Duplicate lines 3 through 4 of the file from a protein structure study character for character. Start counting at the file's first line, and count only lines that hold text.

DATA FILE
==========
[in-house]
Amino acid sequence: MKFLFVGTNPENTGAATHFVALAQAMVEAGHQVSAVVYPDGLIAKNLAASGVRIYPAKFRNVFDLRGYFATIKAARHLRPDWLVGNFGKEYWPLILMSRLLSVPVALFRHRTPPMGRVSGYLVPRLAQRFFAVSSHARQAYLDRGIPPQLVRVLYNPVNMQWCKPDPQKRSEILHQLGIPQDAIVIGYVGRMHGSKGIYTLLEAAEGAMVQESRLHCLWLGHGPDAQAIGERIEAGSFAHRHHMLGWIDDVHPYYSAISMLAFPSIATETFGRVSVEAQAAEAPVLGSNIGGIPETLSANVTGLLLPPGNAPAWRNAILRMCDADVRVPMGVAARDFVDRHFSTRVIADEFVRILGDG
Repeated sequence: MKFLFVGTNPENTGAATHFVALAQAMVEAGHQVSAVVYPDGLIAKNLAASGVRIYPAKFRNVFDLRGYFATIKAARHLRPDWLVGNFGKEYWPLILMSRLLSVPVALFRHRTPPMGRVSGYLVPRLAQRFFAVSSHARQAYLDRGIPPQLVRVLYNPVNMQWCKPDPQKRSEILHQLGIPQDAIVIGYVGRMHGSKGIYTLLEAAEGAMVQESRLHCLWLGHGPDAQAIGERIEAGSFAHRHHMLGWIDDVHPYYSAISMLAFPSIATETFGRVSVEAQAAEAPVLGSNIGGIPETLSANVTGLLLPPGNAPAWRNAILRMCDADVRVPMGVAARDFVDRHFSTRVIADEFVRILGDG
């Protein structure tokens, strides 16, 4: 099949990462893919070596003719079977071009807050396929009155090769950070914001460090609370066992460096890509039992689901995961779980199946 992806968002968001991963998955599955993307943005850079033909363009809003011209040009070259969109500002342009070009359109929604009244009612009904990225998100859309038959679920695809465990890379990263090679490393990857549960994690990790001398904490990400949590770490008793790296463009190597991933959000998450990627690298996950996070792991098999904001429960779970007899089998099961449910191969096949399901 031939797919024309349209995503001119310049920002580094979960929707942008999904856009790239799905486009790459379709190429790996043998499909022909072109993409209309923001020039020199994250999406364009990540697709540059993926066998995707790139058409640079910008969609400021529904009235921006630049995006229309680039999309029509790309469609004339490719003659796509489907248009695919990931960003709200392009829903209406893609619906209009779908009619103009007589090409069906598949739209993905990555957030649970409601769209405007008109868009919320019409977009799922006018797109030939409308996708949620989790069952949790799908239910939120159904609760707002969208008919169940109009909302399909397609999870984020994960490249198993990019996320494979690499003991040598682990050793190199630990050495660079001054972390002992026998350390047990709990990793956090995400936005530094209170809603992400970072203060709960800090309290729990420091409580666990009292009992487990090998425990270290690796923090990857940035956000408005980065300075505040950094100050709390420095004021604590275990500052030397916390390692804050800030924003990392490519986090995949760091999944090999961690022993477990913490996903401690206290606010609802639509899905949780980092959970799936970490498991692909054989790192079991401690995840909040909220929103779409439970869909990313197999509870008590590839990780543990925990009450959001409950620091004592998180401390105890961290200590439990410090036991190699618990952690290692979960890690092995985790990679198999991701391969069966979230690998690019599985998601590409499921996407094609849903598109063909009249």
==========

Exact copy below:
Repeated sequence: MKFLFVGTNPENTGAATHFVALAQAMVEAGHQVSAVVYPDGLIAKNLAASGVRIYPAKFRNVFDLRGYFATIKAARHLRPDWLVGNFGKEYWPLILMSRLLSVPVALFRHRTPPMGRVSGYLVPRLAQRFFAVSSHARQAYLDRGIPPQLVRVLYNPVNMQWCKPDPQKRSEILHQLGIPQDAIVIGYVGRMHGSKGIYTLLEAAEGAMVQESRLHCLWLGHGPDAQAIGERIEAGSFAHRHHMLGWIDDVHPYYSAISMLAFPSIATETFGRVSVEAQAAEAPVLGSNIGGIPETLSANVTGLLLPPGNAPAWRNAILRMCDADVRVPMGVAARDFVDRHFSTRVIADEFVRILGDG
């Protein structure tokens, strides 16, 4: 099949990462893919070596003719079977071009807050396929009155090769950070914001460090609370066992460096890509039992689901995961779980199946 992806968002968001991963998955599955993307943005850079033909363009809003011209040009070259969109500002342009070009359109929604009244009612009904990225998100859309038959679920695809465990890379990263090679490393990857549960994690990790001398904490990400949590770490008793790296463009190597991933959000998450990627690298996950996070792991098999904001429960779970007899089998099961449910191969096949399901 031939797919024309349209995503001119310049920002580094979960929707942008999904856009790239799905486009790459379709190429790996043998499909022909072109993409209309923001020039020199994250999406364009990540697709540059993926066998995707790139058409640079910008969609400021529904009235921006630049995006229309680039999309029509790309469609004339490719003659796509489907248009695919990931960003709200392009829903209406893609619906209009779908009619103009007589090409069906598949739209993905990555957030649970409601769209405007008109868009919320019409977009799922006018797109030939409308996708949620989790069952949790799908239910939120159904609760707002969208008919169940109009909302399909397609999870984020994960490249198993990019996320494979690499003991040598682990050793190199630990050495660079001054972390002992026998350390047990709990990793956090995400936005530094209170809603992400970072203060709960800090309290729990420091409580666990009292009992487990090998425990270290690796923090990857940035956000408005980065300075505040950094100050709390420095004021604590275990500052030397916390390692804050800030924003990392490519986090995949760091999944090999961690022993477990913490996903401690206290606010609802639509899905949780980092959970799936970490498991692909054989790192079991401690995840909040909220929103779409439970869909990313197999509870008590590839990780543990925990009450959001409950620091004592998180401390105890961290200590439990410090036991190699618990952690290692979960890690092995985790990679198999991701391969069966979230690998690019599985998601590409499921996407094609849903598109063909009249």